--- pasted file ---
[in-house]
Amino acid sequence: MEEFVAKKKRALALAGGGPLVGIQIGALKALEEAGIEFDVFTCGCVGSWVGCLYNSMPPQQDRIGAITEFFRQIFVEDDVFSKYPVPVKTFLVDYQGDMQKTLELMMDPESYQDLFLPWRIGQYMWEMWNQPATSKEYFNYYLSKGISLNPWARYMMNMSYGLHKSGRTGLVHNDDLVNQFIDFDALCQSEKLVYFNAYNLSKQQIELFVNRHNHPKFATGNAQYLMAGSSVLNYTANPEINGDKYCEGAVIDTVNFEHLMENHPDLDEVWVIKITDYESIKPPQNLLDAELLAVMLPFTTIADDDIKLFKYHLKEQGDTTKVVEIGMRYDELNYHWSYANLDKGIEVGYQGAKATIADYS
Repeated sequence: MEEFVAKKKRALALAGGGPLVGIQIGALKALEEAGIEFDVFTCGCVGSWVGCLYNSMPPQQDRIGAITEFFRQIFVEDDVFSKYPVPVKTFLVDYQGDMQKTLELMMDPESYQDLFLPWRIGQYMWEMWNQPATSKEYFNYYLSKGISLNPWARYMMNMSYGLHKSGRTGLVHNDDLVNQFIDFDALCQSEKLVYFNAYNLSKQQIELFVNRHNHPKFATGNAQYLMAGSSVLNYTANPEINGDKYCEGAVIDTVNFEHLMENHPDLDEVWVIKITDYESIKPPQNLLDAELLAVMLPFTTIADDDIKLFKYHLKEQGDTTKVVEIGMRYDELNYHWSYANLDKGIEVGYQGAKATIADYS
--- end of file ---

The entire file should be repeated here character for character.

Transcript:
[in-house]
Amino acid sequence: MEEFVAKKKRALALAGGGPLVGIQIGALKALEEAGIEFDVFTCGCVGSWVGCLYNSMPPQQDRIGAITEFFRQIFVEDDVFSKYPVPVKTFLVDYQGDMQKTLELMMDPESYQDLFLPWRIGQYMWEMWNQPATSKEYFNYYLSKGISLNPWARYMMNMSYGLHKSGRTGLVHNDDLVNQFIDFDALCQSEKLVYFNAYNLSKQQIELFVNRHNHPKFATGNAQYLMAGSSVLNYTANPEINGDKYCEGAVIDTVNFEHLMENHPDLDEVWVIKITDYESIKPPQNLLDAELLAVMLPFTTIADDDIKLFKYHLKEQGDTTKVVEIGMRYDELNYHWSYANLDKGIEVGYQGAKATIADYS
Repeated sequence: MEEFVAKKKRALALAGGGPLVGIQIGALKALEEAGIEFDVFTCGCVGSWVGCLYNSMPPQQDRIGAITEFFRQIFVEDDVFSKYPVPVKTFLVDYQGDMQKTLELMMDPESYQDLFLPWRIGQYMWEMWNQPATSKEYFNYYLSKGISLNPWARYMMNMSYGLHKSGRTGLVHNDDLVNQFIDFDALCQSEKLVYFNAYNLSKQQIELFVNRHNHPKFATGNAQYLMAGSSVLNYTANPEINGDKYCEGAVIDTVNFEHLMENHPDLDEVWVIKITDYESIKPPQNLLDAELLAVMLPFTTIADDDIKLFKYHLKEQGDTTKVVEIGMRYDELNYHWSYANLDKGIEVGYQGAKATIADYS